As with that of thrash, the origin of death metal is still a very debatable subject, even twenty-some years after its inception. Whether it was Possessed, Death, or Master, I do not really care, nor do I feel like pinpointing which of these acts recorded the opening notes in the opening seconds of their first demo's opening song. You can do that on your own time. As regardless of who did it first, each of these bands are important and influential on the genre. With albums such as Scream Bloody Gore and Leprosy, Florida death metallers, Death cemented their status as both innovators and torchbearers of the genre. But Death mainman, Chuck Schuldiner eventually grew tired of full on death metal and began incorporating harmonized guitars and progressive influences into his music with 1991's critically acclaimed album, Human. No longer, "just" a death metal band, the metal world highly anticipated the return of Death. And with 1993's Individual Though Patterns, they would not be disappointed.
Individual Thought Patterns continues Death's musical direction into that of progressive death metal. The 40 minute album is still home to the crushing riffs that Death has always employed, but similarly to Individual Thought Process' predecessor, Human, the riffs, solos, and drumming is much more technical than it ever has been before. Each of the album's ten tracks display the talents of Chuck and fellow guitarist Andy LaRocque exceedingly well, with chaotic, evil sounding guitar interplay taking much of the spotlight. But the efforts of the other two band members, Steve DiGiorgio and Gene Hoglan cannot be shrugged off. Similarly to the guitarists, both Steve and Gene do an excellent job in their required roles. Somewhat of a rarity in death metal, Steve DiGiorgio's bass lines are quite audible and provide a solid backup sound to the guitars. Jealousy is one track where Steve's performance plays a large role in the sound of the album. His distinct bass lines, which are played quite similarly to the guitars) are put together rather well and set up a serviceable rhythm for the other members of the band to draw from. If you're a fan of some of the more extreme genres of metal, specifically thrash metal, than you should know who Gene Hoglan is. In case you don't, Gene Hoglan was formerly the drummer of extreme thrash band Dark Angel, where he recorded some of the inhuman drumming I've ever heard. While his efforts on Individual Thought Patterns might not exactly match those on say Darkness Descends, that element of speed and destructiveness heard in Darkness of Descends has been added to Death's musical arsenal, which is always a great thing if you're a fan of the band. Gene offers a very impressive performance which definitely presents a solid, top notch rhythm for the band to follow. However, it would have been nice if the production on his drumming was a little better, as his efforts are rather low in the mix.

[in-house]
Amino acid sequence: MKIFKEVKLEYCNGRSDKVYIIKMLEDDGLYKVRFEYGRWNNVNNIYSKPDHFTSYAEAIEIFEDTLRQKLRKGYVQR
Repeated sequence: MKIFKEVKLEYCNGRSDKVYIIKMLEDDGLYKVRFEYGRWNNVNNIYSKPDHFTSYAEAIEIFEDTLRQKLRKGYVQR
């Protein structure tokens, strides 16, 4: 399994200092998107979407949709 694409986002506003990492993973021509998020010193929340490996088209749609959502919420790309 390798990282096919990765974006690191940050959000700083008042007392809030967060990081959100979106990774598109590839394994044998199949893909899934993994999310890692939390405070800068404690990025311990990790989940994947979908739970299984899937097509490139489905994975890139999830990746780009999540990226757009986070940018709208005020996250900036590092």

If there was one thing that I wasn't too fond of on Individual Thought Patterns, it would be Chuck Schildiner's voice. Chuck's vocal performance can be described simply as a deep, chaotic shout. Similar to what can be found in thrash metal, yet a little deeper and more gruesome sound, yet not deep or gruesome enough to be considered a death metal grunt. Chuck's efforts keep it rather simple and do not vary much, if at all, and despite being rather annoying, they get their job done fairly well. What his singing does not do is take away from his or the rest of the band's excellent efforts in terms of song writing or performance, but if I could trade in Chuck's shout for a more prestigious death growl, then I would in all likelihood do it, as it would definitely enhance Individual Thought Patterns and its power.
Though I had been listening to Gothenburg and melodic death metal for months before I discovered Death and two of their strongest efforts, Symbolic and Individual Thought Patterns, I would venture to guess that Death was the first full on death metal (though with progressive overtures, obviously) that I had ever given a fair chance to. And I couldn't have picked a finer band to start out with, as Death presents an excellent display of much of what makes death metal a fun genre to listen to. Brutal, yet technical guitars, both in terms of rhythm and leads; unique, effective bass lines which act more as a third guitar rather than following the guitars; and skilled, vicious drumming, which one would expect from a guy like Gene Hoglan. Sure, Chuck's vocals weren't the greatest, and the drumming could have been a little higher in the mix, but in the end, Death's sixth album is indeed a very worthwhile album. Pick it up if you can..
Trapped in a Corner
Overactive Thought Patterns
Nothing is Everything